A motion was made and passed to support such legislation.  [A letter presenting these proposals was sent to NYC Councilman Vallone on 9/22/19, with copies to Councilman Constantinides (Chair of the City Council Environmental Committee), Sen. Liu, CB-11, and other local civic associations.  A copy of that letter is posted on the Association's website.]


Akshar Patel announced that State Senator Liu will come to our November 18, 2019 meeting.  The Board requested members to come with questions for him (including the leaf blower issue).


The meeting was adjourned at 9:30 PM.  The next meeting is on November 18, 2019      

Respectfully submitted, Charles Manna

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Minutes of the May 20, 2019 General Membership Meeting of the Westmoreland Homeowners Association


Officers Present: Vice President - Victor Dadras; Treasurer – Gary Savage; Secretary – Charles Manna


Board Members Present: John Duane; Peter Reinharz; Bob Timmerman; Nam Yoon


Officials Present: Ahmed Nassar – from the District 19 Councilman’s Office (Paul Vallone); Amber Yoon – from State Assemblyman Ed Braunstein’s Office


NYPD – Community Affairs Officers: John Erdman, Officers Robert Dussell and Miguel Mora (B Sector Officers) – Captain John Hall, the Ranking officer at the 111 Precinct. – Note àThe 111th Precinct serves the northeastern portion of Queens containing Bayside, Douglaston, Little Neck, Auburndale, Hollis Hills, and Fresh Meadows. There are also over forty city parks located in the Precinct.


Vice President Victor Dadras called the meeting to order at 8:05 P.M.  A motion was made, seconded and unanimously adopted to waive reading of the minutes.   (Mr. Dadras noted that the minutes are available for review on the Westmoreland website.)  


Gary Savage provided the Treasurer’s Report indicating that the balance-on-hand was $17,396.97 as of May 20, 2019.  A motion was made to accept the Treasurer’s report. The motion was seconded, and the report was unanimously approved.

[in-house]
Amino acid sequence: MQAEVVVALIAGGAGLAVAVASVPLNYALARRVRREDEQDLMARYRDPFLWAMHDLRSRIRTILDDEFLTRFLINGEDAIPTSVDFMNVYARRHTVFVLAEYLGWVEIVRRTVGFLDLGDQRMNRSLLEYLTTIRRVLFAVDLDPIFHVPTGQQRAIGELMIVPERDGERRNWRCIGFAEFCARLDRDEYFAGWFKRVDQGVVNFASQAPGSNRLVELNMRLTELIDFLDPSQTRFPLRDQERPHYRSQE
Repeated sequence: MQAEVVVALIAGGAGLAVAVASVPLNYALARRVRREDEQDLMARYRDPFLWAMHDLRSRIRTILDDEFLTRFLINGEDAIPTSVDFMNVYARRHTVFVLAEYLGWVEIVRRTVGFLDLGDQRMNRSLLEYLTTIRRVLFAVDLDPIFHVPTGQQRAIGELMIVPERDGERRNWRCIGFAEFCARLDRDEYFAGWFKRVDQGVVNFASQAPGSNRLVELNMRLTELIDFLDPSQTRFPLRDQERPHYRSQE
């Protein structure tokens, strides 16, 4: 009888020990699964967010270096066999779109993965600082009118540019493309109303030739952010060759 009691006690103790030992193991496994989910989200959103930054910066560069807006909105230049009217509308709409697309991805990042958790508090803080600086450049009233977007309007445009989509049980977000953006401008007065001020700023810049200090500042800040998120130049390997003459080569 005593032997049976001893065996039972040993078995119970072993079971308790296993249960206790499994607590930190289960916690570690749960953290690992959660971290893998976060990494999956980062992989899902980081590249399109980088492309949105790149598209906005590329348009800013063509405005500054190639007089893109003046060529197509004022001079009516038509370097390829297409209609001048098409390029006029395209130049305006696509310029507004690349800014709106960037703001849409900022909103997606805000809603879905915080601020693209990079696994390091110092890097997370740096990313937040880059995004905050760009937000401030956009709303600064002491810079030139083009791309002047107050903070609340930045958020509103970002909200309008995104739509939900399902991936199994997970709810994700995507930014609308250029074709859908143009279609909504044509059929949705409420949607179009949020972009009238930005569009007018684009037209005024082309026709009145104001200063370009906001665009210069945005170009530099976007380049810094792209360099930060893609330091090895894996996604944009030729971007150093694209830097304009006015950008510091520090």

New Business


Captain Hall presented the news and updates concerning the 111th Precinct.  There are now thirteen new police officers (for a total of 130 Officers) and ten new cars.  Grand Larceny (major theft over $1,000) was limited to three so far this year.  Two credit cards and one phone scam.  Drug usage is down.  There have been two arrests so far in the house break-in.  One more suspect is being pursued.


Question: Why are patrol cars stationed on Glenwood at Northern Blvd?

Answer: It is a great location to observe traffic violations of drivers coming into Queens from Nassau County


Next, there was a discussion about the concerns that Westmoreland residents have with the traffic situation on the streets surrounding PS94.  Cars clog the streets and block the flow of traffic on Little Neck Parkway and on both 42 Ave and 41st Drive. John Erdman said that they were working with the school and the PTA to ease the traffic issues. 


Old Business


The semi-annual Glenwood Landing (triangle park) planting and cleanup – Nineteen people collected nineteen bags of trash.  Several volunteers cleaned along the LIRR parking lot on the edge of 39 Ave.  There was a small amount of drug paraphernalia collected, but a big reduction from previous years.  The Douglaston Garden Club led the effort. Next Fall the group plans to plant over 500 tulip bulbs. 


Ahmed Nassar from Paul Vallon’s office reported on the Participatory Budget voting.  Our district was the highest in voter turnout.  The winners were PS 129 for the gym renovation, Bayside High School for the Bio Dome and NYPD for the cameras.  Paul Vallone will include some of the other projects in the other part of his annual discretionary budget.  For instance, PS 67 and PS 98 will get some funds for their projects because of the efforts that they put in.


The PTA announced that they will be installing one or two “Little Free Libraries” in the neighborhood.  They will work with the Douglaston Garden Club to determine the best placement.